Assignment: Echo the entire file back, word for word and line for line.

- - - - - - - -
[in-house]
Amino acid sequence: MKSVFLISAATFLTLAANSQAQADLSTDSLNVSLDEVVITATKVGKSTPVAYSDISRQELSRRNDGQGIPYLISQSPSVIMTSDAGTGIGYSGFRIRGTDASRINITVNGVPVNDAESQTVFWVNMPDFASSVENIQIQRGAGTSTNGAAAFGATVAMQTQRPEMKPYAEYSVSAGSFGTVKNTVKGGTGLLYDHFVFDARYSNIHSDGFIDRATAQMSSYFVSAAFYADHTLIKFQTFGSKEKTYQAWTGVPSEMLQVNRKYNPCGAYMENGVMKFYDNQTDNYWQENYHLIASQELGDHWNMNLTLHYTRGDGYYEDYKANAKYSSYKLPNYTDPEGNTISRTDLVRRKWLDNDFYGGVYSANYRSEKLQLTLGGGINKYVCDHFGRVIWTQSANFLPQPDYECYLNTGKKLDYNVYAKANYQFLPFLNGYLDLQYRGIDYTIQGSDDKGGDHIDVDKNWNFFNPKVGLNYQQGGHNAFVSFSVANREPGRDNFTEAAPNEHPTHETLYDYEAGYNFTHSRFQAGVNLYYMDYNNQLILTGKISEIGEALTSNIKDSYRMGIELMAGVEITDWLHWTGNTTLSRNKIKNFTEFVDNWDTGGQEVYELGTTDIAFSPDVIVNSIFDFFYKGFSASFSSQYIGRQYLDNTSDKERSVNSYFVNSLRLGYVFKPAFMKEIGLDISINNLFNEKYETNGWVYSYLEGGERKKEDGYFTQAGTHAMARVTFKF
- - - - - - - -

[in-house]
Amino acid sequence: MKSVFLISAATFLTLAANSQAQADLSTDSLNVSLDEVVITATKVGKSTPVAYSDISRQELSRRNDGQGIPYLISQSPSVIMTSDAGTGIGYSGFRIRGTDASRINITVNGVPVNDAESQTVFWVNMPDFASSVENIQIQRGAGTSTNGAAAFGATVAMQTQRPEMKPYAEYSVSAGSFGTVKNTVKGGTGLLYDHFVFDARYSNIHSDGFIDRATAQMSSYFVSAAFYADHTLIKFQTFGSKEKTYQAWTGVPSEMLQVNRKYNPCGAYMENGVMKFYDNQTDNYWQENYHLIASQELGDHWNMNLTLHYTRGDGYYEDYKANAKYSSYKLPNYTDPEGNTISRTDLVRRKWLDNDFYGGVYSANYRSEKLQLTLGGGINKYVCDHFGRVIWTQSANFLPQPDYECYLNTGKKLDYNVYAKANYQFLPFLNGYLDLQYRGIDYTIQGSDDKGGDHIDVDKNWNFFNPKVGLNYQQGGHNAFVSFSVANREPGRDNFTEAAPNEHPTHETLYDYEAGYNFTHSRFQAGVNLYYMDYNNQLILTGKISEIGEALTSNIKDSYRMGIELMAGVEITDWLHWTGNTTLSRNKIKNFTEFVDNWDTGGQEVYELGTTDIAFSPDVIVNSIFDFFYKGFSASFSSQYIGRQYLDNTSDKERSVNSYFVNSLRLGYVFKPAFMKEIGLDISINNLFNEKYETNGWVYSYLEGGERKKEDGYFTQAGTHAMARVTFKF